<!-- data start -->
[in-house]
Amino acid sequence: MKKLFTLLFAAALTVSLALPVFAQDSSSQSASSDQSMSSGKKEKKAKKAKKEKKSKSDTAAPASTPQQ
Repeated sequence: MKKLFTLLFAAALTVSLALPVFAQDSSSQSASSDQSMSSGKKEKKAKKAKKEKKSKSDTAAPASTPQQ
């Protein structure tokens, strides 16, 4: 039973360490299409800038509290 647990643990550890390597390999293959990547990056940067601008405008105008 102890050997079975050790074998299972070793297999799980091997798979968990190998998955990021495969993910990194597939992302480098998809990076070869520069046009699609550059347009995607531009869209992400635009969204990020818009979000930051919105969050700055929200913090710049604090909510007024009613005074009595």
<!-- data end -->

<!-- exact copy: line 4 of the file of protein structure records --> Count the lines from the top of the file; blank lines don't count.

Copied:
């Protein structure tokens, strides 16, 4: 039973360490299409800038509290 647990643990550890390597390999293959990547990056940067601008405008105008 102890050997079975050790074998299972070793297999799980091997798979968990190998998955990021495969993910990194597939992302480098998809990076070869520069046009699609550059347009995607531009869209992400635009969204990020818009979000930051919105969050700055929200913090710049604090909510007024009613005074009595």